Archive for troops

What Message Are Police Sending To Young Boys?

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Boy

The Boy Scout Oath:

On my honor, I will do my best
To do my duty to God and my country and to obey the Scout Law;
To help other people at all times;
To keep myself physically strong, mentally awake and morally straight.

Who can argue with that? Who can refuse promoting those solid, non-sectarian beliefs?

Ben Wolfinger

Evidently the police in northern Idaho. Ben Wolfinger, the sheriff of Kootenai County, just decided not to renew his department’s charter with a local Boy Scout troop. He had his reasons. How valid they are is another story.

He made his decision to refuse sponsorship for this national organization for one reason and one reason only. It wasn't money. It was that the Boy Scouts of America lifted its ban on gay members. According to Wolfinger, his Christian faith and reliance on biblical teachings led him to his decision. How unchristian of him. He chooses bigotry over charity.

Now sponsoring a worthwhile program like the Girl Scouts or Boy Scouts of America seems like a pretty nice thing to do. Generous and uncontroversial as well. Considering the benefits to the members, the kids, the parents and the volunteers, it's to be lauded. Unless you're some kind of right-wing religious zealot.

Is this community leader, a police officer sworn to uphold the law (and that means anti-discrimination and hate laws) withholding his support? He's hiding behind the religion wildcard. Is he really saying that he can't be any support to any group that promotes equality?

According to the US Scouts Organization, the BOY SCOUT LAW:

A Scout is:

  • Trustworthy,
  • Loyal,
  • Helpful,
  • Friendly,
  • Courteous,
  • Kind,
  • Obedient,
  • Cheerful,
  • Thrifty,
  • Brave,
  • Clean,
  • and Reverent.

I don't see anti-Gay in there. So what's the problem?

Unless the narrow-minded Sheriff sees something there that I don't, I suggest that he turn in his badge and refuse to take his pension on religious beliefs. The police help people of all colors, races, creeds, and orientations. Sheriff Wolfinger wishes to exempt himself from that on religious belief. If that's the case, let him go.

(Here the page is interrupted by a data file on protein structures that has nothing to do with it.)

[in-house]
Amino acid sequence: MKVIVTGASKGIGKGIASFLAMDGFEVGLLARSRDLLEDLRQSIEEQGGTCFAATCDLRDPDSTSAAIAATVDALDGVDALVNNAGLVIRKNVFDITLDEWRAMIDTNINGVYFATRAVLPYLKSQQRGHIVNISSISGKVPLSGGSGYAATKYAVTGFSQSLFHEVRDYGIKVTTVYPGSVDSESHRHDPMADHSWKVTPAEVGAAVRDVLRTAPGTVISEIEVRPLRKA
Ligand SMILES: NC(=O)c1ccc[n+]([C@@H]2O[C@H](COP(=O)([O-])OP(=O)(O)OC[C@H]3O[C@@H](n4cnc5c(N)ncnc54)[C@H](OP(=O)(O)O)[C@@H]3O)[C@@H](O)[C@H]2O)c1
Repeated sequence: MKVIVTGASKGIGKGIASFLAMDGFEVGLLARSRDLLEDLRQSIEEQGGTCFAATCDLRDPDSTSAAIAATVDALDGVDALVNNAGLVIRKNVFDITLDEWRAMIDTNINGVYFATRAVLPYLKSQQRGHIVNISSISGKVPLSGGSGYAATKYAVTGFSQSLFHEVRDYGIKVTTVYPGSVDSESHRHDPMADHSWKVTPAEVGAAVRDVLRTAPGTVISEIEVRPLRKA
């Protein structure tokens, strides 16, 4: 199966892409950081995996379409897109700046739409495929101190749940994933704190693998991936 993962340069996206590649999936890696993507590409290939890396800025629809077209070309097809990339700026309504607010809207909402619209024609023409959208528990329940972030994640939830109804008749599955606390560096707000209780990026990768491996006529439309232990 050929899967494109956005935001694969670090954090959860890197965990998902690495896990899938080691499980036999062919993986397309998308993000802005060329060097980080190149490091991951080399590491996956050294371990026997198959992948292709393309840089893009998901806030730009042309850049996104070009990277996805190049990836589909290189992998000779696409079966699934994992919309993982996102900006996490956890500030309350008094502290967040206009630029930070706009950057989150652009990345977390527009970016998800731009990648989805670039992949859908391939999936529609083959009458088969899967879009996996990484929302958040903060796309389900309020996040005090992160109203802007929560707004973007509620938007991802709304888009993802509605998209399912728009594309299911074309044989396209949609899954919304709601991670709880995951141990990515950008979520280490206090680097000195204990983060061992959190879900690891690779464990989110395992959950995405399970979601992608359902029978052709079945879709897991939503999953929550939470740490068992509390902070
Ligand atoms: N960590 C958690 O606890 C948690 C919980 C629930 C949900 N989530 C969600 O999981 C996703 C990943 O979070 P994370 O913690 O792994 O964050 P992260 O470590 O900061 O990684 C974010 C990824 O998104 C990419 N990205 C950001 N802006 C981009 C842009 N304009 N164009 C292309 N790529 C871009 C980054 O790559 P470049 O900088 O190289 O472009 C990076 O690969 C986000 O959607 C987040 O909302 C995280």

People around the country must stop this nonsense of selectively picking and choosing which religious interpretations they want just when it suits their bigotry. This is another one of those cases and sadly, it's a black eye for law enforcement both in Idaho and in the rest of the country.

If police want to benefit from an improved community recognition, cooperation and acceptance, if they want regular people to appreciate the fine job many of them do, then giving something back to communities is just such a move. Refusing aid, help and the backing of their departments just makes them look on par with the criminals they are hired to apprehend.

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Video- President and Mrs Obama visits troops in Hawaii

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Video- President's Weekly Address: Giving Thanks to Our Troops

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Video- President Obama to Troops: Marry "Someone Superior To You"

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Snort.

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Enlisted troops in Army, Marines back from deployment more likely to cause auto accidents

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When I first read the L.A. Times headline, I couldn't imagine why troops who returned home would be particularly poor drivers. Are they more prone to driving under the influence? Are they suffering from post traumatic stress disorder, maybe having flashbacks? Have they given up caring? Or do they feel invincible?

Some of the above:

Members of the U.S. military — especially enlisted troops in the Army and Marines — were significantly more likely to cause auto accidents within six months of returning from deployment, according to a study by USAA Property and & Casualty Insurance Group, a major insurer for military families.

These veterans probably are engaging in survival driving habits for a war zone, such as not stopping in traffic, driving fast and making sudden, unpredictable turns, experts said. But those same driving practices create havoc back in the United States. [...]

Officers had far lower accident rates than enlisted troops, and drivers younger than 22 were more prone to crashes than older members of the military.

The good news is that there wasn't a rise in fatal accidents.

Bradley Hammond, who left the Army after serving in Iraq in 2006:

"I want to drive as close to the middle as I can because subconsciously if I see a box or some trash on the side of the road I am thinking it will explode," said Hammond of Lakewood, Colo. "Sometimes I get a feeling someone is following me and I just turn. Something will set me off."

Wars, and in this case IEDs, have taken such a heavy toll on lives and on psyches.

Interestingly, none of the non-deployed service members surveyed reported anxiety while driving.

More here.

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Video- President's Weekly Address: The President and First Lady Thank our Troops for their Service this Holiday Season

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Video- First Lady Dedicates Homes for Ailing Service Members & Veterans

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